How to Put on a Drysuit January 21 2014

The first time you put a drysuit can be a little tricky, so this video goes through the process step by step. You'll learn how to enter this unusual, one-piece garment, how to avoid damaging the delicate watertight gaskets and socks, and how to purge the excess air from the suit after it's on. If you prefer text over video, the script appears below.

Script (nonverbatim):

You should be wearing some kind of insulating clothing. I've got on thermal leggings and a fleece sweater. I'm also wearing warm synthetic socks that I've pulled up over the leggings. Everything should be either synthetic, wool, or silk. Never wear cotton under a drysuit.

Many suits have built-in waterproof socks. If your suit has rubber ankle gaskets, you'll put them on the same way that we put our hands through the wrist gaskets, which we'll get to soon.

You'll almost always be outdoors when you put on your drysuit, and you should stand on something flat and clean, like a plastic sheet or a camping pad, to protect the soles of the built-in socks from punctures. Never walk around outside without some kind of footgear over the socks.

With the entry zipper open, step into the suit and get your feet all the way down into the socks. Pull the suit up around your waist and tighten the waist belt.

Get both hands into the sleeves, and shrug the suit over your shoulders. Some people find it easier to do one hand and then the other, and that's fine. Whichever is more convenient for you.

Bring your hands down the to the end of the sleeves, but do not push them through the gaskets. Use one hand to stretch the opposite gasket open and ease it around the other hand. Do the same with the other, then manipulate the gaskets so that they lay completely smooth around your wrists like this.

Bring the suit up over your head, and use both hands to stretch the neck gasket over your head. Smooth out the neck gasket  so that it's flat like the wrist gaskets.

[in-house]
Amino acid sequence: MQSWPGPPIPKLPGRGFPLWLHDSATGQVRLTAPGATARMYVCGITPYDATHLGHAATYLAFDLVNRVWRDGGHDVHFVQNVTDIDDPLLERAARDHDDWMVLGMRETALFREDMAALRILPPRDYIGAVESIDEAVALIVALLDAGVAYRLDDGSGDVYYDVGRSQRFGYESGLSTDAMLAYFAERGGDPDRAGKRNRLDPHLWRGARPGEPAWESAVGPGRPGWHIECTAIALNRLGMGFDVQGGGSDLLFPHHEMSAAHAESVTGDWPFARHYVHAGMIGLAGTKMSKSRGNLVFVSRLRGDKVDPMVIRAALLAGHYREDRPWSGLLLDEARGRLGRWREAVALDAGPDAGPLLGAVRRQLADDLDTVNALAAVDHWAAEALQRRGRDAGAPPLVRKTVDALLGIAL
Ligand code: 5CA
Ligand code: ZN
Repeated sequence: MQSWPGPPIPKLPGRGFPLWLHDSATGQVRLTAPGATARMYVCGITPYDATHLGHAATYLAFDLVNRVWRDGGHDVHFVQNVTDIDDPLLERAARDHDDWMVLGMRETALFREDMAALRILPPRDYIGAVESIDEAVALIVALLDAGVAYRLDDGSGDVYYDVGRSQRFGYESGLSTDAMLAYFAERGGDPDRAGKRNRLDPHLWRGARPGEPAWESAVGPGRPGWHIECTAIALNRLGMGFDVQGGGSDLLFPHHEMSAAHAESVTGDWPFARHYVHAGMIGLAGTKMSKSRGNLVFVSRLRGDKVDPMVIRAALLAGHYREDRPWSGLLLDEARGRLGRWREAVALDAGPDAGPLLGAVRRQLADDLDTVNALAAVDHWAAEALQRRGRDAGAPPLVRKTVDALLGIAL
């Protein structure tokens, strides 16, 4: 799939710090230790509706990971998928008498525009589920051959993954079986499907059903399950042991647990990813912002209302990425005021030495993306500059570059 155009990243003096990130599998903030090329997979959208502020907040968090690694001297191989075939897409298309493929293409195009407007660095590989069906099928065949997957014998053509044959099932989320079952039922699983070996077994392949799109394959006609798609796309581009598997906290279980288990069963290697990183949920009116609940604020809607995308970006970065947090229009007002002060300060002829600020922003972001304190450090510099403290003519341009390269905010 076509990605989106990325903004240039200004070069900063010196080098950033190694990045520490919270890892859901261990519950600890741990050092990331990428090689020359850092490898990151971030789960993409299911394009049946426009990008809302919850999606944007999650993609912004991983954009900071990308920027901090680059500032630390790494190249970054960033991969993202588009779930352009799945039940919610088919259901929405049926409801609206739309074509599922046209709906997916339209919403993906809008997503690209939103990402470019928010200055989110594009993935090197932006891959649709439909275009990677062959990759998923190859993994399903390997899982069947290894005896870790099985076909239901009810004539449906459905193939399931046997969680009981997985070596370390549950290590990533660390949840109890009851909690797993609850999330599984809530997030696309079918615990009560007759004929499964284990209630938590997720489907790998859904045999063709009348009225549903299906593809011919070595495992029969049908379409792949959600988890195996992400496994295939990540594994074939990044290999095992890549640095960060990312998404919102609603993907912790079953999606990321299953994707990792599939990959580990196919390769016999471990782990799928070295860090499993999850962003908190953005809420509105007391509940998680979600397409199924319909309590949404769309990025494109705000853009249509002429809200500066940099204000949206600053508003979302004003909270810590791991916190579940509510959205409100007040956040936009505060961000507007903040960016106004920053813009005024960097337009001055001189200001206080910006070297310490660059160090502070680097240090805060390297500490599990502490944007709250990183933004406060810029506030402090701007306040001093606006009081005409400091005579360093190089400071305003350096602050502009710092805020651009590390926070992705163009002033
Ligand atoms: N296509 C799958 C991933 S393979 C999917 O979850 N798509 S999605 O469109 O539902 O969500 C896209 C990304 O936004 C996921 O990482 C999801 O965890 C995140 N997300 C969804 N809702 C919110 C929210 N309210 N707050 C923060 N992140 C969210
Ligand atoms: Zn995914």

The entry zipper is a special piece of equipment and you can't just pull it closed like a regular zipper. You need to use both hands, to keep it straight and keep both halves in alignment as you pull it steady and firmly. Make sure the slider is butted up firmly against the rubber stop at the bottom, then fold the cover down and secure it with the Velcro tapes.

The suit's on, but there's quite a bit of air trapped inside it and we have to get it out. This is called purging the suit. Take both hands and pull the neck gasket open a little bit. Hold your arms tight against your chest, and squat down. When you don't feel any more air escaping around your neck, release the neck gasket and stand up. See how the outside air pressure is now holding the suit tight against my legs?

Removing a drysuit is pretty much the opposite of putting it on. Open the zipper. Stretch the neck gasket over your head. Remove your hands from the wrist gaskets – one at a time. Loosen the waist belt, and off you go.

Do this a couple times and it'll become second nature.

Remember that when you're engaged in watersports, dress for the water temperature, not the air. When the water's cold, that means wear a drysuit.

More information on how to use and care for your drysuit lives here: How to Love Your Drysuit.

Download this article as a PDF.

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